The Veterans Aging Cohort Study (VACS) Index and Neurocognitive Change: A Longitudinal Study.

TitleThe Veterans Aging Cohort Study (VACS) Index and Neurocognitive Change: A Longitudinal Study.
Publication TypeJournal Article
Year of Publication2016
AuthorsMarquine, MJ, Montoya, JL, Umlauf, A, Fazeli, PL, Gouaux, B, Heaton, RK, Ellis, RJ, Letendre, SL, Grant, I, Moore, DJ
Corporate AuthorsHIV Neurobehavioral Research Program Group
JournalClin Infect Dis
Date Published2016 Sep 01
KeywordsAdult, Aging, AIDS Dementia Complex, Female, Humans, Internal, Longitudinal Studies, Male, Middle Aged, Veterans

BACKGROUND: The Veterans Aging Cohort Study (VACS) Index, a composite marker of disease severity among human immunodeficiency virus (HIV)-infected persons, has been associated with concurrent risk for neurocognitive impairment (NCI). The present study examined whether the VACS Index predicts longitudinal neurocognitive change.METHODS: Participants included 655 HIV-infected persons followed for up to 6 years in cohort studies at the University of California, San Diego, HIV Neurobehavioral Research Program (mean age at baseline, 42.5 years; 83% male; 60% white; AIDS in 67%; median current CD4(+) T-cell count, 346/μL; 61% receiving antiretroviral therapy). The VACS Index was calculated through standard methods. Participants completed a comprehensive neurocognitive battery. Neurocognitive status was plotted over time using demographically and practice-adjusted global and domain T scores. NCI was defined by global deficit scores derived from T scores.RESULTS: Baseline VACS Index scores were not predictive of changes in global T scores during the follow-up period (P = .14). However, in time-dependent analyses adjusting for covariates, higher VACS Index scores were significantly associated with worse global and domain neurocognitive performance (Ps < .01), as well as increased risk for developing NCI in a subgroup of persons who were neurocognitively normal at baseline (hazard ratio [HR], 1.17; P < .001). We categorized VACS Index scores by quartiles and found that the upper-quartile group was significantly more likely to develop NCI than the lower quartile (HR, 2.16; P < .01) and middle groups (HR, 1.76; P < .01).CONCLUSIONS: Changes in VACS Index scores correspond to changes in neurocognitive function. HIV-infected persons with high VACS Index scores are at increased risk for decline and incident NCI. The VACS Index shows promise as a tool for identifying HIV-infected persons at risk for NCI.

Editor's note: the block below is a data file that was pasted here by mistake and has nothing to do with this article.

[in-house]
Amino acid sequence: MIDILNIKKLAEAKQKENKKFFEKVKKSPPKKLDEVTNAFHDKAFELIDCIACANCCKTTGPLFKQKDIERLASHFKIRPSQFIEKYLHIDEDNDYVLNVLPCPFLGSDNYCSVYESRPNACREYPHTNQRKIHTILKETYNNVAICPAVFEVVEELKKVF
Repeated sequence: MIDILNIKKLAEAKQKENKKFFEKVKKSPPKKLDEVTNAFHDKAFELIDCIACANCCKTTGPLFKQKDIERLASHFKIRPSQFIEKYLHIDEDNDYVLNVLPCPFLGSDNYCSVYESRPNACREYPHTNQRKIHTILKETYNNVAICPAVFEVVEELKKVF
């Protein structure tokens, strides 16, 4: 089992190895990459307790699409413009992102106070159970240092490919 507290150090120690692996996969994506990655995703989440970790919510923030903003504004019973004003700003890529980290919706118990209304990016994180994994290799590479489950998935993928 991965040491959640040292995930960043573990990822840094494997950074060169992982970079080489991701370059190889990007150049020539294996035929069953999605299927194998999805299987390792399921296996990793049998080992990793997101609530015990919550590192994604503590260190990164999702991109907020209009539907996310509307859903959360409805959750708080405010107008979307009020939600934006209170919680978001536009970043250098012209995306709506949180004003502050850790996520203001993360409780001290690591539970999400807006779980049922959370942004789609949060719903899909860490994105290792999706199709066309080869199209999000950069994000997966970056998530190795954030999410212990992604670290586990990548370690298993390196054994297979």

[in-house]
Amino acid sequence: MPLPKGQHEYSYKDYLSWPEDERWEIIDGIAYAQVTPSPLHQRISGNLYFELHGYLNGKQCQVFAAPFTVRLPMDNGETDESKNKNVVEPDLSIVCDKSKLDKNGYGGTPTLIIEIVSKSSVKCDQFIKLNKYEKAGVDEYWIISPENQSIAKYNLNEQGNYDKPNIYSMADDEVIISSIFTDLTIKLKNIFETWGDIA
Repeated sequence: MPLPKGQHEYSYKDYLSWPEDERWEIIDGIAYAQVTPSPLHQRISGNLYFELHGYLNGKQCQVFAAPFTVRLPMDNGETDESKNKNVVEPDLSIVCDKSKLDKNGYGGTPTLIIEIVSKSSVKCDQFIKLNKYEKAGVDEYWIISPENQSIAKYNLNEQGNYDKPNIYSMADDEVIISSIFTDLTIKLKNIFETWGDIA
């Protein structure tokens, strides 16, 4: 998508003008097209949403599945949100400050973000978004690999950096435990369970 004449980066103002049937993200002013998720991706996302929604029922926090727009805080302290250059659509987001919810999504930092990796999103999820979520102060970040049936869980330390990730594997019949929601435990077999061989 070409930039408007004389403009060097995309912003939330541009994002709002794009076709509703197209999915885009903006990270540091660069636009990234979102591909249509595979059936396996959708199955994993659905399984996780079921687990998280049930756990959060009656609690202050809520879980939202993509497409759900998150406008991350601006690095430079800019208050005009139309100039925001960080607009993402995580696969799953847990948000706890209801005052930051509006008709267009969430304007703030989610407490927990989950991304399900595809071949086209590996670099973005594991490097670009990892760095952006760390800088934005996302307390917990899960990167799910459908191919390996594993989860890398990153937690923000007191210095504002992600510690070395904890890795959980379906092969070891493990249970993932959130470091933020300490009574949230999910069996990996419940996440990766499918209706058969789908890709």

Alternate JournalClin Infect Dis
PubMed ID27199461
PubMed Central IDPMC4981756
Grant ListK99 AG048762 / AG / NIA NIH HHS / United States
K23 MH105297 / MH / NIMH NIH HHS / United States
P50 DA026306 / DA / NIDA NIH HHS / United States
T32 MH019934 / MH / NIMH NIH HHS / United States
U24 MH100928 / MH / NIMH NIH HHS / United States
R24 MH059745 / MH / NIMH NIH HHS / United States
P30 MH062512 / MH / NIMH NIH HHS / United States
P01 DA012065 / DA / NIDA NIH HHS / United States
U01 MH083506 / MH / NIMH NIH HHS / United States